In recent years, the growing hype around Asian breads from places like 85 Degrees or Sunmerry has been fueled by the novelty flavors that they sell. A big part of the growing fondness for these breads, in my opinion, is that they have such a different mouthfeel than classic American bread. The meaty texture of supermarket bread starkly contrasts the delicate and chewy bite of these breads from Asian bakeries. The secret? Tangzhong.

Many bread recipes from Asia utilize something called “tang zhong”, or “water roux” to achieve this special bread texture. TangZhong is a Japanese technique that involves cooking a mixture of flour and water to create a slurry that will be later added to the bread dough. A slurry is typically a mixture of equal parts of flour and water used in thickening soups or stews. By precooking some of the flour, the gluten in the flour is allowed to stretch and develop, giving it longer and more elastic strands. In soups, this development and cooking of gluten helps to thicken the broth by trapping more moisture within the gluten strands, preventing the liquid from freely moving around. Similarly in bread, the addition of our tangzhong slurry increases the amount of water the final bread dough is able to absorb, giving the bread the final softer texture since it is harder to dry out the dough during the baking process.

It’s beneficial to trap more water in the dough, since the yeast becomes more activated. Most commercial yeasts that we buy are dried active yeast, and usually, it’s recommended to “soak” the yeast in a bit of warm water to allow it to reactivate from its dormant state. Likewise, by incorporating more water into the dough, it gives you an extra chance to activate yeast that may not have been woken up during the soaking stage.

Linnet Chang

At home, my mom got into toast-making over the last few months. She really enjoyed making Hokkaido-Style Milk Toast: tangzhong was a critical part in providing the silky strands of gluten that made this toast so delicious. She often made her tangzhong in batches--after you combine the tangzhong with other bread dough ingredients, you can store the dough in the freezer for a few weeks to inhibit the development of yeast. When you want to make more bread, just thaw the dough to room temperature on the counter to prove (pro-tip!). 

Because of this, I was recently inspired to try my own hand at making bread with tangzhong. My previous attempts at making bread usually flopped. The bread would turn out very dense because I would overwork the dough. By overworking the dough, it was easy for the liquid content of the bread to escape, creating a dry environment that the yeast did not favor. Thus, the bread didn't rise very well. To test out this dry dough pitfall, I decided to try using King Arthur Flour’s recipe of Japanese Milk Bread Rolls, which incorporated a small amount of tangzhong.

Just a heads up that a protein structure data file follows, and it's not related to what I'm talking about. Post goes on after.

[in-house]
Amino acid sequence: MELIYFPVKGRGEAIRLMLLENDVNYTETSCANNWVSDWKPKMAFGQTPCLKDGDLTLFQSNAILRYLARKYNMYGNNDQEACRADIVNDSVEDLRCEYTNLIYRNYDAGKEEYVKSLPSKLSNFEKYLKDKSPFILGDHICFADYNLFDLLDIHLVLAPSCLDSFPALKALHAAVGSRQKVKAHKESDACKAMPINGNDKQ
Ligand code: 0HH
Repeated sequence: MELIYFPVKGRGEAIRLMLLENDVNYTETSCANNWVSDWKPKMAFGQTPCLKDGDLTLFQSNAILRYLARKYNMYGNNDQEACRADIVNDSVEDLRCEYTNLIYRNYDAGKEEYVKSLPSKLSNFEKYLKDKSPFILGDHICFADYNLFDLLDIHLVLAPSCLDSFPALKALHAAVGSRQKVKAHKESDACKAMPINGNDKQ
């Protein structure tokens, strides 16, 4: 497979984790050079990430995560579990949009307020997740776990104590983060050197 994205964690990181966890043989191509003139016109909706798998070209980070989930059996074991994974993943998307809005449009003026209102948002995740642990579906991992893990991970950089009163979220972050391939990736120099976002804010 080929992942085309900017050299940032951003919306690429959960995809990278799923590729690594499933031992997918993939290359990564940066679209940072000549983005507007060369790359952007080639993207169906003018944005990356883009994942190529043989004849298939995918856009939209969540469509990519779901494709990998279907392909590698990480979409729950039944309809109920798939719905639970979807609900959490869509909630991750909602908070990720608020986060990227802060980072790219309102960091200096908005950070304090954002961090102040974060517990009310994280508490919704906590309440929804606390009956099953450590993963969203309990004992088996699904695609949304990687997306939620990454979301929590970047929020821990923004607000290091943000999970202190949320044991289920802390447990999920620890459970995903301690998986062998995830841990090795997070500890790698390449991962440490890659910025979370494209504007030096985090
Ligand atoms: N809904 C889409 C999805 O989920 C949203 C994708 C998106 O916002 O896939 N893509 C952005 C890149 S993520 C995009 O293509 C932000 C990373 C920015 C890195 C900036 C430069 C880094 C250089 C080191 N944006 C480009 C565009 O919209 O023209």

Linnet Chang

Observations During the Process:

It's really easy to overcook the slurry if you use a pan that has a base that is too big--you'll end up evaporating off most of the water content that you want to keep trapped in the slurry. The mixture should have a texture of sticky mochi or a very thick and sticky curd. Adding the tangzhong definitely gave the dough a springier texture after its first hour of proofing, a result of retaining the liquids better than a classic bread recipe, even if the dough didn’t double in size. 

As my friends and I were shaping the dough for our second proof, the dough had longer strands of gluten running throughout, and the size increase in proofing was very noticeable during the second round. Yet after baking it, our bread still came out denser than expected. My guess is that the yeast didn't like the cold weather (the temperature was way below the optimal yeast activity range of 95 to 115 degrees Fahrenheit) so the dough was not able to rise completely. Additionally, we may have accidentally punched out some air when we were trying to reshape the dough before its second prove. However, despite the bread turning out denser than I would've liked, I was pretty happy that there was a distinct chewiness to the bread that can only be obtained through the tangzhong method. 

Linnet Chang

While it seems that my streak of breadmaking has yet to turn, I believe that the addition of tangzhong did help significantly to alleviate the qualities of rock-hard bread I usually get from using more Western recipes.